Acquittal For Khmer Rouge Vet

Dave Price stirs a pot of Jambalaya with Andy Fontenot of the Jambalaya Shop looking on, July 26, 2006, in Baton Rouge, La.
CBS/Dan Baruch
A former Khmer Rouge commander accused in the 1994 murders of three Western tourists was acquitted Tuesday when a court ruled that he is covered by a law granting amnesty to guerrilla defectors.

Chhouk Rin faced six charges, including murder and kidnapping, in connection with the deaths of Briton Mark Slater, Frenchman Jean-Michel Braquet and Australian David Wilson.

But Thong Ol, the judge in the Phnom Penh court, said Chhouk Rin was not guilty because of the amnesty law. The 1994 statute granted an amnesty to Khmer Rouge communist guerrillas who defected to the government side within six months of it taking effect.

Cambodia’s Troubled Past

1953…King Norodom Sihanouk declares independence from France.
1965…Cambodia breaks diplomatic ties with U.S.
1969-1973…U.S bombs suspected communist Vietnamese supply routes in Cambodia.
1970…U.S.-backed General Lon Nol overthrows Sihanouk and becomes president. Chasing Vietnamese troops, U.S. invades Cambodia.
1975…Khmer Rouge (KR) captures Phnom Penh.
1975-78…Under the rule of Khmer Rouge leader Pol Pot, between one and three million die by summary execution, starvation or disease.
1978…Vietnam invades Cambodia. KR flees to countryside.
1982-1989…A coalition army of KR troops and forces loyal to King Sihanouk fight with Vietnamese for control of Cambodia.
1989…Vietnamese withdraw.
1990…UN peace plan accepted by four fighting factions.
1993…First elections held. KR continues to fight for control of northern territory.
1997…Second Prime Minister Hun Sen seizes power in what critics call a coup.
1998…Pol Pot dies. Hun Sen’s party wins national electons. Major defections by KR members.
1999…Int’l community and Cambodian government discuss launching a tribunal into KR atrocities.

(Sources: Lonely Planet, Human Rights Watch.)size>

Up to 2 million people died during the 1975-1979 reign of the Khmer Rouge (meaning "Red Khmers" or "Red Cambodians"), a peasant army led by Pol Pot that attempted to create an agrarian, Maoist Utopia.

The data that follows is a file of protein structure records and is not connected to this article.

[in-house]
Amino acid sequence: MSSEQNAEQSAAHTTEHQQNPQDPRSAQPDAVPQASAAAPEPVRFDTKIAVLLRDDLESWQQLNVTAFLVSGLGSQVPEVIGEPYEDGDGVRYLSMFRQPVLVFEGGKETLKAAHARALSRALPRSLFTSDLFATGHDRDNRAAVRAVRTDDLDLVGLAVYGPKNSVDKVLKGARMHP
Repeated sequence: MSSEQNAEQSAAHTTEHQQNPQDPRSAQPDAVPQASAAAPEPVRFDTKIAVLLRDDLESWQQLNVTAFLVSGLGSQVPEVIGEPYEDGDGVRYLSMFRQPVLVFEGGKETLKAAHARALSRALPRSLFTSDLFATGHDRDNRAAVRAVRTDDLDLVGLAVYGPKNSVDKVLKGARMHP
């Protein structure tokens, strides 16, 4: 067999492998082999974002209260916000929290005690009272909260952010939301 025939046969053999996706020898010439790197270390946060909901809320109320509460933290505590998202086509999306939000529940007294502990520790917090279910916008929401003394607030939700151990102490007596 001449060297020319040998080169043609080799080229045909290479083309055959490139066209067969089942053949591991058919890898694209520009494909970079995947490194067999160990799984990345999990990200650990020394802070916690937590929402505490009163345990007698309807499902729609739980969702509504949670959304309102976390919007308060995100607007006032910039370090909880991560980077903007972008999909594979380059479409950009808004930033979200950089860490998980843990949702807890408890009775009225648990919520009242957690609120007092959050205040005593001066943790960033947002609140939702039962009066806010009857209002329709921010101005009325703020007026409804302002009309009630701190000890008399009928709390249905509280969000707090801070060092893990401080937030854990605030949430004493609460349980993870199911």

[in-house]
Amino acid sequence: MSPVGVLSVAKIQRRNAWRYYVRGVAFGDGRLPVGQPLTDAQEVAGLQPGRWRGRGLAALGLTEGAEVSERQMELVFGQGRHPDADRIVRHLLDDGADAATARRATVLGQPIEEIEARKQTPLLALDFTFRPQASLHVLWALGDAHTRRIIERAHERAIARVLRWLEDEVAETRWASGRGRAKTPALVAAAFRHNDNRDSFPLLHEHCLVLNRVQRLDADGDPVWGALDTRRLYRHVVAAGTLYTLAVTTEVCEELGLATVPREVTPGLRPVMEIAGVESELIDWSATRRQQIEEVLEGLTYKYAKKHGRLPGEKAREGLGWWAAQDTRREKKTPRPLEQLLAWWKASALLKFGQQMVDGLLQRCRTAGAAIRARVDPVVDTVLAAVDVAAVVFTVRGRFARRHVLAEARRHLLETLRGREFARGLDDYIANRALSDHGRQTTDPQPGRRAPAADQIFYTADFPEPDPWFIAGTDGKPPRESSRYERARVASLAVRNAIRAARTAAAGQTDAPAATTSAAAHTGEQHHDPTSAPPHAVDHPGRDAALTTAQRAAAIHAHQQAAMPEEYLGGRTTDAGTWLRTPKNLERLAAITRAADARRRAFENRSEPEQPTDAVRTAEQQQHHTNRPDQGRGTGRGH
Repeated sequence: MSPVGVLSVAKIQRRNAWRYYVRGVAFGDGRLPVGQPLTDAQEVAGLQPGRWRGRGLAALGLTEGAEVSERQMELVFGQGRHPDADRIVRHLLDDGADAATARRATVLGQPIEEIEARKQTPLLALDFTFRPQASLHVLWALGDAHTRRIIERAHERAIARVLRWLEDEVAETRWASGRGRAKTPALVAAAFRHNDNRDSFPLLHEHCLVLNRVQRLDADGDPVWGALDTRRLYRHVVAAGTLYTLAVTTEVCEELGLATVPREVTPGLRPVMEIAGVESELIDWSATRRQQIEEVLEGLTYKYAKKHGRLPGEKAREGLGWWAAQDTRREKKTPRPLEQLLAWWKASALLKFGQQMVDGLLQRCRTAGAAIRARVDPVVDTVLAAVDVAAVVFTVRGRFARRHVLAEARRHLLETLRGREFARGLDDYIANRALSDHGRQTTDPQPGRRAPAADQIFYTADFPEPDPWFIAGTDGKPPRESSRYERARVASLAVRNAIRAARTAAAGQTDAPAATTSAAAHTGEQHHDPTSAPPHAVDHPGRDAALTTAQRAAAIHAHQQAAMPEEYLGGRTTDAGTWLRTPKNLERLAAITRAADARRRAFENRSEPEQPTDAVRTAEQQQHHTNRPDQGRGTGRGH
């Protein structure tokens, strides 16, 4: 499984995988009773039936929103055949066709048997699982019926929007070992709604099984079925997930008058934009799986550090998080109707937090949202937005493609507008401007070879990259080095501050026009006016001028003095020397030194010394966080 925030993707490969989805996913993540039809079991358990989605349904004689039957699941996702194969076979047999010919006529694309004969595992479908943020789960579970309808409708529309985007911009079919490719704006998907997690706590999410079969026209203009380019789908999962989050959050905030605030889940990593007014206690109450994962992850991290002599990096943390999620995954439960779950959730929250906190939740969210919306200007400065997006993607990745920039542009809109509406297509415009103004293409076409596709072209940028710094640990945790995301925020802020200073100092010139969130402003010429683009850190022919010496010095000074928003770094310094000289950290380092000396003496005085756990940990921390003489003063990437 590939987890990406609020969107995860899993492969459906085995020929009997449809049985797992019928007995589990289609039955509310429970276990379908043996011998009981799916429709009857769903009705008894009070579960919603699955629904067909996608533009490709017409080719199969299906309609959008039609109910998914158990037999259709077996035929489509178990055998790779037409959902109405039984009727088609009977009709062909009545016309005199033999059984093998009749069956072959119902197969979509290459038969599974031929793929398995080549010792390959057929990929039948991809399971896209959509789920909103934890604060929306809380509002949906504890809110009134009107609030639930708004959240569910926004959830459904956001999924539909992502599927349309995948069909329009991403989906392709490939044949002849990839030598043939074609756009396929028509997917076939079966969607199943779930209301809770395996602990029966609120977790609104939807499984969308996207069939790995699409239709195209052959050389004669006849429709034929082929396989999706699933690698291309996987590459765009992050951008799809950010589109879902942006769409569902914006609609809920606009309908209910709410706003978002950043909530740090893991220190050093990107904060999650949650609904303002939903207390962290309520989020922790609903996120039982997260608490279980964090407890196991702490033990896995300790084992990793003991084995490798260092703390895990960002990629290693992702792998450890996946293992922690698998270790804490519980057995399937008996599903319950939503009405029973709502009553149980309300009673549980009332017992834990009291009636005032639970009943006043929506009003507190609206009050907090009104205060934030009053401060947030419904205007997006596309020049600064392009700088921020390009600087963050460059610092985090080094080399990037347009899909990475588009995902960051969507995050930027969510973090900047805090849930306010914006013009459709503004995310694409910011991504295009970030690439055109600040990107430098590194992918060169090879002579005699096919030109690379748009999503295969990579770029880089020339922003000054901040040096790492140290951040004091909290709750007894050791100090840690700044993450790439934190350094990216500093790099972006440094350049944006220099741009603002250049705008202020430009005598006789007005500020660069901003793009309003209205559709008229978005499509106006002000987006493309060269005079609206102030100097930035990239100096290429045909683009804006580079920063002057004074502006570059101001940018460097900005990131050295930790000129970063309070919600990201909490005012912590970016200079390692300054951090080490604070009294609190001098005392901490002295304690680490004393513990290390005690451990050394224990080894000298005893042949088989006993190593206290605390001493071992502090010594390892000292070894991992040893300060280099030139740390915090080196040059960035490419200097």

As Thong Ol read out his verdict, Chhouk Rin's relatives in the courtroom clapped their hands and wept with joy.

A lawyer for te plaintiffs—the families of the victims—said they were "disappointed that Chhouk Rin has been allowed off on a technicality."

"It would have been preferable to have had a decision on the evidence rather than relying on a piece of legislation in Cambodian law which has yet to be properly analyzed," said William Woodrow, the lawyer for David Wilson's family.

The three young men were killed at Phnom Vour—Vine Mountain—in southern Cambodia after Khmer Rouge fighters ambushed the train on which they were traveling and kidnapped them on July 26, 1994.

Chhouk Rin was commander of the Khmer Rouge soldiers who attacked the train and killed the three tourists and 13 Cambodian passengers. He defected with some 200 soldiers before Phnom Vour fell to government troops several months later, and was afterward made a colonel in the Cambodian army.

One Khmer Rouge commander has already been tried and convicted in the slayings of the young tourists and another remains at large despite a long-standing warrant for his arrest.

Several victims' family members, including Wilson's and Braquet's fathers, attended Chhouk Rin's hearing. At one point during defense testimony, Jean-Claude Braquet shouted angrily at Chhouk Rin's lawyer.

The plaintiffs have the right to appeal to a higher court. Woodrow, the lawyer for Wilson's family, said the plaintiffs had not yet decided whether to do so.

Asked his reaction to the verdict, Chhouk Rin said it showed that Cambodia's courts are fair and not swayed by political pressures.

His judgment is not shared by human right groups: Some are concerned that the government may unduly influence planned trials of Khmer Rouge leaders for crimes against humanity committed when they ruled Cambodia in the late 1970s.

According to United Nations Under-Secretary-General for Legal Affairs Hans Corell, the U.N. and Cambodian government have agreed on terms for a tribunal of former Khmer Rouge members. The Cambodian legislature was to approve the plan for a tribunal run by Cambodia with U.N. participation.